If you query how many visitors an organisation receives each month you are more than likely to be presented with a list of statistics detailing hits to their website.
Often organisations know more about who visits their website than who visits their bricks and mortar building. Of course, both are important but, in the rush to be “so very present” in the virtual world, organisations cannot afford to neglect their “physical presence”, and the obligations and opportunities of visitors to their offices.
The lack of accurate recording does make statistical assessment of physical visitors to an organisation difficult to ascertain but depending on the type of organisation this can be 100% of their workforce over a year for organisations without a “front-of-house” function.
For most organisations these visitors will likely comprise of suppliers, customers, prospects, candidates, contractors and placements. In general, these are the very constituents you want to make a good impression – and first impressions often make the most impact. Visitors are are likely to have visited your website prior to their attendance, if only for directions, and may have picked up on your key messages peppered across your website.
Do you portray your organisation as “High Tech”, “Innovative”, “Efficient”, “Friendly”, “Modern”? When a visitor walks into your reception does it reflect these messages or completely contradict them?
If you focus on “innovation” and “technology” yet you present a pen and visitor book to your visitor, you immediately have a credibility issue before you have even met them. If you are left standing and waiting whilst you try and track down their host, does this reflect your “efficient” message?
If they don’t receive a warm welcome and a beverage after potentially a long time travelling to visit you, what does that say about you as an organisation? Didn’t you invite them after all?
Many of us will have encountered these experiences as often we are both hosts and visitors, and often we can recall both the good and bad experiences we have had as visitors. That first contact and experience matters crucially not just to the visitor but also for the host.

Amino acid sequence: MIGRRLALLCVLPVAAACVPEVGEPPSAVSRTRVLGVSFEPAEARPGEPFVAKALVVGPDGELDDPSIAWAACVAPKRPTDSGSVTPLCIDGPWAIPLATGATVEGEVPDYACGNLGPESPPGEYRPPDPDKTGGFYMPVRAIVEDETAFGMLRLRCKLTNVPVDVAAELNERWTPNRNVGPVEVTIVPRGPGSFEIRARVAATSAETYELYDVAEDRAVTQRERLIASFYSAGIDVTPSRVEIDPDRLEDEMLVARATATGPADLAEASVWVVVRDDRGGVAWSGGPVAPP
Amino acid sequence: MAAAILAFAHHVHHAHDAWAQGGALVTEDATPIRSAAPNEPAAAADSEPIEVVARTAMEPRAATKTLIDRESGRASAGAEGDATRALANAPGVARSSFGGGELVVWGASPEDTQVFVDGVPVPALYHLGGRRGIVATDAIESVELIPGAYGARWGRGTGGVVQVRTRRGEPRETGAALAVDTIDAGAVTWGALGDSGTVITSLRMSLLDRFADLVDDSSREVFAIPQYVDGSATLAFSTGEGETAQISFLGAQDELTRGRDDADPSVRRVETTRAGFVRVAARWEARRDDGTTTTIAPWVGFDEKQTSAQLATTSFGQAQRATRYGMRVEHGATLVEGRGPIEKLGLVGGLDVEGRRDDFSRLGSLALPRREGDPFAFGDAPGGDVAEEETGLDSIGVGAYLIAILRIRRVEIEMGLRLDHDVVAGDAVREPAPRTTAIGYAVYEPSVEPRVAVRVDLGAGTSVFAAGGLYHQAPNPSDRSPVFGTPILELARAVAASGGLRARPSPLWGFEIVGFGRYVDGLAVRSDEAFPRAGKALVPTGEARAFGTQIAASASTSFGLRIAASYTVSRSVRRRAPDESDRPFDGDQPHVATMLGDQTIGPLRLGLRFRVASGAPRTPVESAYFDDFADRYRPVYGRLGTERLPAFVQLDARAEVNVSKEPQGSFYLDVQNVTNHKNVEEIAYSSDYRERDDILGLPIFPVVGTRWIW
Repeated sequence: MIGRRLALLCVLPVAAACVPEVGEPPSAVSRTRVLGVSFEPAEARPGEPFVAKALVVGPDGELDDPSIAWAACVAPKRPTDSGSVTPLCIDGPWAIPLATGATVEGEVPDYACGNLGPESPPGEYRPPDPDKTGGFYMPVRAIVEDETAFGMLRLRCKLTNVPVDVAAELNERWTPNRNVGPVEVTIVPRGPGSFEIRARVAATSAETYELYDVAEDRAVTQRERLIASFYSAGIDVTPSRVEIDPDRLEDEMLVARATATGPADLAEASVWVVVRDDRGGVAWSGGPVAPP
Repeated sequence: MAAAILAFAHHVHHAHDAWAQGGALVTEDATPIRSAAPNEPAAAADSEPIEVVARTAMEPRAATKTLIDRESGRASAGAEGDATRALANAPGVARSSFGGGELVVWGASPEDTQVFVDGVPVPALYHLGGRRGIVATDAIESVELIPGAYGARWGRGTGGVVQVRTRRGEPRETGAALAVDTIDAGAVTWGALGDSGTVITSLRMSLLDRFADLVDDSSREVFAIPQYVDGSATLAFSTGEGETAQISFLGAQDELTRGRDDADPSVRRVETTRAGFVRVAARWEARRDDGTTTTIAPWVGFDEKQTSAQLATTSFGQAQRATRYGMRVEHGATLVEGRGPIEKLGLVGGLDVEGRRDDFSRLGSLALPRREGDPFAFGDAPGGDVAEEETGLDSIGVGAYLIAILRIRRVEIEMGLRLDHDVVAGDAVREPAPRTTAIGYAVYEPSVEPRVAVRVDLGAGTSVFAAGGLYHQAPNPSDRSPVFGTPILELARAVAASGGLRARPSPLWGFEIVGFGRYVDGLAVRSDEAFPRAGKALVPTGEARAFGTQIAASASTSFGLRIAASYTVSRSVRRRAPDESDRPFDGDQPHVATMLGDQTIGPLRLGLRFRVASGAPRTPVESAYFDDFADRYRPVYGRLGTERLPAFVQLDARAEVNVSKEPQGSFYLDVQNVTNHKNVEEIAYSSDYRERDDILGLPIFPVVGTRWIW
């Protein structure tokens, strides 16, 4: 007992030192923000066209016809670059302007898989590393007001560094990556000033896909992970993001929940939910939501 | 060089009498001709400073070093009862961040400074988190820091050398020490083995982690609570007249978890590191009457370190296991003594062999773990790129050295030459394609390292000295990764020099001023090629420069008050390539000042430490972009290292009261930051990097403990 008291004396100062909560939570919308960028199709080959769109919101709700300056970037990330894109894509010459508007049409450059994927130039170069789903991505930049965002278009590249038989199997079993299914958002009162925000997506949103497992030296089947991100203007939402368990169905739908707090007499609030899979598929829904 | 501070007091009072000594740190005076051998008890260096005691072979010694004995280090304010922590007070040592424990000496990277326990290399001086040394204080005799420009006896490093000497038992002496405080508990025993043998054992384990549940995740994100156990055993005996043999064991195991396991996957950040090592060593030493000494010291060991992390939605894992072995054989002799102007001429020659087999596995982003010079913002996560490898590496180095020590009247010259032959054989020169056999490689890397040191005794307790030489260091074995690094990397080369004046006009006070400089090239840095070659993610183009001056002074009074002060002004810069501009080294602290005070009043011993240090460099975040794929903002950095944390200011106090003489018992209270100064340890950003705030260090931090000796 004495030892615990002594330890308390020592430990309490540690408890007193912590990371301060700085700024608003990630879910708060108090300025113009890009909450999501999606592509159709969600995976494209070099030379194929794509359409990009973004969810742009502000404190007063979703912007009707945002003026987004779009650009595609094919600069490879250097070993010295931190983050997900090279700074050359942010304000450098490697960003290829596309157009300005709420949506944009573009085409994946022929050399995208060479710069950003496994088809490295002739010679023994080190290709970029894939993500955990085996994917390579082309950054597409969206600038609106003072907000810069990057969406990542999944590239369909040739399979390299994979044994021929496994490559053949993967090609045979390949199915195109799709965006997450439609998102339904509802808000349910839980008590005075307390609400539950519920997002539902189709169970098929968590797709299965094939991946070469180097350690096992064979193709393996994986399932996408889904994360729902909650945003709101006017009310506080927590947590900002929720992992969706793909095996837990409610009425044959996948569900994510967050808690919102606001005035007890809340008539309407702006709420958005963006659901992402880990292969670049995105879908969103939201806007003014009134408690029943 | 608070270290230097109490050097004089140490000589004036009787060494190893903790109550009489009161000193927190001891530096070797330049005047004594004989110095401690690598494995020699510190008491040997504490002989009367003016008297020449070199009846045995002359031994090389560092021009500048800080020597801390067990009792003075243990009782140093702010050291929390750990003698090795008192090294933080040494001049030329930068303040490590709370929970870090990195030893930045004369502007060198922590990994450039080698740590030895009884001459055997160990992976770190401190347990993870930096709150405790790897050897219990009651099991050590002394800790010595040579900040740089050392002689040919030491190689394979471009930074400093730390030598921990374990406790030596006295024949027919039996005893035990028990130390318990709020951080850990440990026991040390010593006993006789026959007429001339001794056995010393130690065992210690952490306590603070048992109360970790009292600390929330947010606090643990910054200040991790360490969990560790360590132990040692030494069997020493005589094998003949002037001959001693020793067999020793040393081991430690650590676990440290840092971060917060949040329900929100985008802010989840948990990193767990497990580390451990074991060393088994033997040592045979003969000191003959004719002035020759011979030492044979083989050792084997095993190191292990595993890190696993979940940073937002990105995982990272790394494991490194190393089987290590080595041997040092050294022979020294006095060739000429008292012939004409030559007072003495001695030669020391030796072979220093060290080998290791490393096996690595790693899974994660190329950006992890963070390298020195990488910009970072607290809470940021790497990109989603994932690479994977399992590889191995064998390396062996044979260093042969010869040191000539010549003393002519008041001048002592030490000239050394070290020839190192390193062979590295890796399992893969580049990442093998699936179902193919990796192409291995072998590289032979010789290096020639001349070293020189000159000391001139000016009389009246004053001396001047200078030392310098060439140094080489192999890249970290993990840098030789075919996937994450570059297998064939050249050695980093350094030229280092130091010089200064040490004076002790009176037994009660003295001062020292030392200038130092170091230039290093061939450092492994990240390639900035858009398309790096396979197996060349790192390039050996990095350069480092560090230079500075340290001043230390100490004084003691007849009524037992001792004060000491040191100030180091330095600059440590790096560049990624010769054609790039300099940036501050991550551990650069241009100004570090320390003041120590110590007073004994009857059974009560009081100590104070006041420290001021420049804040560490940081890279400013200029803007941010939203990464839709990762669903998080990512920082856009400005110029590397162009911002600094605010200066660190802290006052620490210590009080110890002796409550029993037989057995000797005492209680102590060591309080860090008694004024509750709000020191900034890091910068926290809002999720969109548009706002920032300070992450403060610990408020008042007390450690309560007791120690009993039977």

If you are hosting a meeting with a prospect or customer, what frame of mind do you want them in when you kick off your meeting? What initial view do you want them to have of you as business partner or supplier?
All your visitors are potential critics or fans, whether you classify them as prospects or not. They may never become a customer but may influence other organisations to become one as they share their experiences with others.
Just as your website is a “window” to your company, so is your reception. It’s “first contact” and it matters. Most website designers now talk about “User Experience” – that’s great but what “user experience” do your first contact visitors receive at reception?
If you only care about the experience of remote/virtual visitors and ignore those physically in your building, then you are missing the point. You have an even greater chance of creating a positive experience when they are physically present.
Making a positive impact on first contact goes a long way to improve meetings with the host whilst also creating opportunities to promote your organisation and reinforce the key messages you promote on your website.
Whilst there is a good business case for treating your visitors well, there is also legal duty of care too. This duty of care is both expressed in criminal and civil law and extends to your visitors (in some cases even unwelcome ones). Just because they are not on your payroll does not remove your duty to care for them when they are on your premises.
It is not sufficient just to hand out a visitor book. If they are not on the muster list in the event of a fire, their presence (or lack of) will not be accounted for.
With the advent of workforce management systems with built in Visitor Registration and Access Control modules this is often a quick win and presents a professional and efficient image of the company to visitors. In many cases the system can document their car registration which makes car park management more efficient as well.
Auditing and Monitoring enable you to track visitors, who they are seeing and where they are located. This is also important in case there are any incidents within the building that need investigation (e.g. theft/access to unauthorised areas). With integrated Access Control you can ensure that visitors don’t stray into unauthorised or dangerous areas of your facility.
This helps balance the need to welcome and care for your visitors and the need to protect staff and your assets. In summary, we should care (both legally and professionally) about the user experience our visitors have when they first contact us at reception.
Some tips for creating the right user experience;
- There should be a warm welcome.
- Comfortable environment and seating.
- An opportunity for refreshments.
- Efficient and modern visitor registration.
- Plenty of literature reflecting the services and products of your organisation (awards and certifications on display often reinforce the professionalism)
- Prompt notification to the host (many visitor registration systems automatically email the host on arrival).
- A little time. It might seem very efficient for the host to turn up immediately but in many cases – particularly after a long drive – the visitor may welcome five minutes to collect their thoughts over a coffee before jumping straight into a meeting. If so, then the visitor should be notified of this on arrival.
“Reception, just like its virtual companion the website, should treat every visitor as an opportunity to promote the organisation, its values, its strengths, its products and services and leave a lasting impression.”